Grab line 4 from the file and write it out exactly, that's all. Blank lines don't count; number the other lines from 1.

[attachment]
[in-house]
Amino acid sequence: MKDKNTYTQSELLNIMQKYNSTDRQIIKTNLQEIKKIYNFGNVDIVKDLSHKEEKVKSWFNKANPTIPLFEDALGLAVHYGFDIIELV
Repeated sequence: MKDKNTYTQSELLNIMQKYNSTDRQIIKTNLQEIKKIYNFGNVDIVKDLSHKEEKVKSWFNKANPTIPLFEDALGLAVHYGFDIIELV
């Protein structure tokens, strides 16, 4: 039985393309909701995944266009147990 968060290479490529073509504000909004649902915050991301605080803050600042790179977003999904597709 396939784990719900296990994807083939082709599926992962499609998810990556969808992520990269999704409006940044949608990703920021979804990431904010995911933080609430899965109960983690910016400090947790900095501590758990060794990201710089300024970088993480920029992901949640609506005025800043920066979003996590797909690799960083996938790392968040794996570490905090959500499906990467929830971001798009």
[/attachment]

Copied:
């Protein structure tokens, strides 16, 4: 039985393309909701995944266009147990 968060290479490529073509504000909004649902915050991301605080803050600042790179977003999904597709 396939784990719900296990994807083939082709599926992962499609998810990556969808992520990269999704409006940044949608990703920021979804990431904010995911933080609430899965109960983690910016400090947790900095501590758990060794990201710089300024970088993480920029992901949640609506005025800043920066979003996590797909690799960083996938790392968040794996570490905090959500499906990467929830971001798009």